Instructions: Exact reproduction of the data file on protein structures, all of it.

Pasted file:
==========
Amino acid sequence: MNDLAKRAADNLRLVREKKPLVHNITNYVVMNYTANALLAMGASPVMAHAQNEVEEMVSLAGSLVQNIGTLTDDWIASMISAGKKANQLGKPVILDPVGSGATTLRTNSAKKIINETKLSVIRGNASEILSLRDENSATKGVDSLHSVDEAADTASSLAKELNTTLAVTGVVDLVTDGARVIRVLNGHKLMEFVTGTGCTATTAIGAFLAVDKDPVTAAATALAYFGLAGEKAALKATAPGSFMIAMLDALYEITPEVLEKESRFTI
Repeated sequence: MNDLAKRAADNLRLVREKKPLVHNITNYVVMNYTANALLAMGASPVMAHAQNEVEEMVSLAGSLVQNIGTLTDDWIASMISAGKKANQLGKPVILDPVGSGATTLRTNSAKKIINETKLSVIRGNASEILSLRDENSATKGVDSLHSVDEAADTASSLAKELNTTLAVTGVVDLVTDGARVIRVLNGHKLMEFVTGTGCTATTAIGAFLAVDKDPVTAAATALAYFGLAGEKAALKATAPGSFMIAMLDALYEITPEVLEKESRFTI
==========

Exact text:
Amino acid sequence: MNDLAKRAADNLRLVREKKPLVHNITNYVVMNYTANALLAMGASPVMAHAQNEVEEMVSLAGSLVQNIGTLTDDWIASMISAGKKANQLGKPVILDPVGSGATTLRTNSAKKIINETKLSVIRGNASEILSLRDENSATKGVDSLHSVDEAADTASSLAKELNTTLAVTGVVDLVTDGARVIRVLNGHKLMEFVTGTGCTATTAIGAFLAVDKDPVTAAATALAYFGLAGEKAALKATAPGSFMIAMLDALYEITPEVLEKESRFTI
Repeated sequence: MNDLAKRAADNLRLVREKKPLVHNITNYVVMNYTANALLAMGASPVMAHAQNEVEEMVSLAGSLVQNIGTLTDDWIASMISAGKKANQLGKPVILDPVGSGATTLRTNSAKKIINETKLSVIRGNASEILSLRDENSATKGVDSLHSVDEAADTASSLAKELNTTLAVTGVVDLVTDGARVIRVLNGHKLMEFVTGTGCTATTAIGAFLAVDKDPVTAAATALAYFGLAGEKAALKATAPGSFMIAMLDALYEITPEVLEKESRFTI